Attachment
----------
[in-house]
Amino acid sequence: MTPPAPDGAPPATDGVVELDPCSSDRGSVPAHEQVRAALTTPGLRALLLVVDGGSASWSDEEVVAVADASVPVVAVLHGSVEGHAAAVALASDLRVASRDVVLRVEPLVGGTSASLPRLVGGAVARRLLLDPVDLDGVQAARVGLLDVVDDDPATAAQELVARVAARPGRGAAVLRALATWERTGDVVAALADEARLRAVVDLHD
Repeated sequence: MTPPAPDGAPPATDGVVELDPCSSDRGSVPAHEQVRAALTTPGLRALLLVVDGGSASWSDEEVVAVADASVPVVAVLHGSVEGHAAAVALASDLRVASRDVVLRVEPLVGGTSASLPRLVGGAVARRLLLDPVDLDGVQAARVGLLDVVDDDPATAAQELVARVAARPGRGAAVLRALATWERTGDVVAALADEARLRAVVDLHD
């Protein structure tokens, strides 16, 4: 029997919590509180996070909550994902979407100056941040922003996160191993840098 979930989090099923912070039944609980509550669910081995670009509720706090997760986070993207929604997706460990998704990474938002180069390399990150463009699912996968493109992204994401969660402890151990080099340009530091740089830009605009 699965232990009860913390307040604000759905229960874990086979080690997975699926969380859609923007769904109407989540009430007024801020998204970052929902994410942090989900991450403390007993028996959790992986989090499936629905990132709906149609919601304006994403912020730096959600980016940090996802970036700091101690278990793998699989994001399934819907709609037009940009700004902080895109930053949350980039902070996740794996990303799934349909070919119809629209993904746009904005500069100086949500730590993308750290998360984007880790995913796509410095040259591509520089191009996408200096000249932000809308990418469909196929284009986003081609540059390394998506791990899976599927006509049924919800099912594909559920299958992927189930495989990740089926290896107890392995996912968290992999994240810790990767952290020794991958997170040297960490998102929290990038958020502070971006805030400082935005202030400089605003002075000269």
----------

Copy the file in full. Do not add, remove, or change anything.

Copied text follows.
[in-house]
Amino acid sequence: MTPPAPDGAPPATDGVVELDPCSSDRGSVPAHEQVRAALTTPGLRALLLVVDGGSASWSDEEVVAVADASVPVVAVLHGSVEGHAAAVALASDLRVASRDVVLRVEPLVGGTSASLPRLVGGAVARRLLLDPVDLDGVQAARVGLLDVVDDDPATAAQELVARVAARPGRGAAVLRALATWERTGDVVAALADEARLRAVVDLHD
Repeated sequence: MTPPAPDGAPPATDGVVELDPCSSDRGSVPAHEQVRAALTTPGLRALLLVVDGGSASWSDEEVVAVADASVPVVAVLHGSVEGHAAAVALASDLRVASRDVVLRVEPLVGGTSASLPRLVGGAVARRLLLDPVDLDGVQAARVGLLDVVDDDPATAAQELVARVAARPGRGAAVLRALATWERTGDVVAALADEARLRAVVDLHD
């Protein structure tokens, strides 16, 4: 029997919590509180996070909550994902979407100056941040922003996160191993840098 979930989090099923912070039944609980509550669910081995670009509720706090997760986070993207929604997706460990998704990474938002180069390399990150463009699912996968493109992204994401969660402890151990080099340009530091740089830009605009 699965232990009860913390307040604000759905229960874990086979080690997975699926969380859609923007769904109407989540009430007024801020998204970052929902994410942090989900991450403390007993028996959790992986989090499936629905990132709906149609919601304006994403912020730096959600980016940090996802970036700091101690278990793998699989994001399934819907709609037009940009700004902080895109930053949350980039902070996740794996990303799934349909070919119809629209993904746009904005500069100086949500730590993308750290998360984007880790995913796509410095040259591509520089191009996408200096000249932000809308990418469909196929284009986003081609540059390394998506791990899976599927006509049924919800099912594909559920299958992927189930495989990740089926290896107890392995996912968290992999994240810790990767952290020794991958997170040297960490998102929290990038958020502070971006805030400082935005202030400089605003002075000269």